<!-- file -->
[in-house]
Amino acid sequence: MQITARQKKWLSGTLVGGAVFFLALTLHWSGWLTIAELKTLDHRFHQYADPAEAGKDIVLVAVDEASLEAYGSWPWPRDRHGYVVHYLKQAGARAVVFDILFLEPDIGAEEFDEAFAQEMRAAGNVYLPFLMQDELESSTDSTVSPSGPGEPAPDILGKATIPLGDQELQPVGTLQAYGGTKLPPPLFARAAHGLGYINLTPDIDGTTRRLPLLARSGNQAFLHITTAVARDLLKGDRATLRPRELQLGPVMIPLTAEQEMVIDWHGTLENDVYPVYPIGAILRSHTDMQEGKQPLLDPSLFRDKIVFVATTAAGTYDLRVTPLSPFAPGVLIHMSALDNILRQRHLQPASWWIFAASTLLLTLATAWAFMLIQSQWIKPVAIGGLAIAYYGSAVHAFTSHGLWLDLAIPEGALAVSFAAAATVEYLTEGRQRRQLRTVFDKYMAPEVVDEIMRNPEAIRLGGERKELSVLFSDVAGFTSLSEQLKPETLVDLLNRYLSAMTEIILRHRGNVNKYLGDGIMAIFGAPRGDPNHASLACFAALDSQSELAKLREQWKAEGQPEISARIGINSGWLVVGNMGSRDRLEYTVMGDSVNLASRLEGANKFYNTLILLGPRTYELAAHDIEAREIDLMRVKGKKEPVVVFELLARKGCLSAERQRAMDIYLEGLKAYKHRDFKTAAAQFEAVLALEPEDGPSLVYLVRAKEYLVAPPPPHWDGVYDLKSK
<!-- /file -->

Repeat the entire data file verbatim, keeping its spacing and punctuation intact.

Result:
[in-house]
Amino acid sequence: MQITARQKKWLSGTLVGGAVFFLALTLHWSGWLTIAELKTLDHRFHQYADPAEAGKDIVLVAVDEASLEAYGSWPWPRDRHGYVVHYLKQAGARAVVFDILFLEPDIGAEEFDEAFAQEMRAAGNVYLPFLMQDELESSTDSTVSPSGPGEPAPDILGKATIPLGDQELQPVGTLQAYGGTKLPPPLFARAAHGLGYINLTPDIDGTTRRLPLLARSGNQAFLHITTAVARDLLKGDRATLRPRELQLGPVMIPLTAEQEMVIDWHGTLENDVYPVYPIGAILRSHTDMQEGKQPLLDPSLFRDKIVFVATTAAGTYDLRVTPLSPFAPGVLIHMSALDNILRQRHLQPASWWIFAASTLLLTLATAWAFMLIQSQWIKPVAIGGLAIAYYGSAVHAFTSHGLWLDLAIPEGALAVSFAAAATVEYLTEGRQRRQLRTVFDKYMAPEVVDEIMRNPEAIRLGGERKELSVLFSDVAGFTSLSEQLKPETLVDLLNRYLSAMTEIILRHRGNVNKYLGDGIMAIFGAPRGDPNHASLACFAALDSQSELAKLREQWKAEGQPEISARIGINSGWLVVGNMGSRDRLEYTVMGDSVNLASRLEGANKFYNTLILLGPRTYELAAHDIEAREIDLMRVKGKKEPVVVFELLARKGCLSAERQRAMDIYLEGLKAYKHRDFKTAAAQFEAVLALEPEDGPSLVYLVRAKEYLVAPPPPHWDGVYDLKSK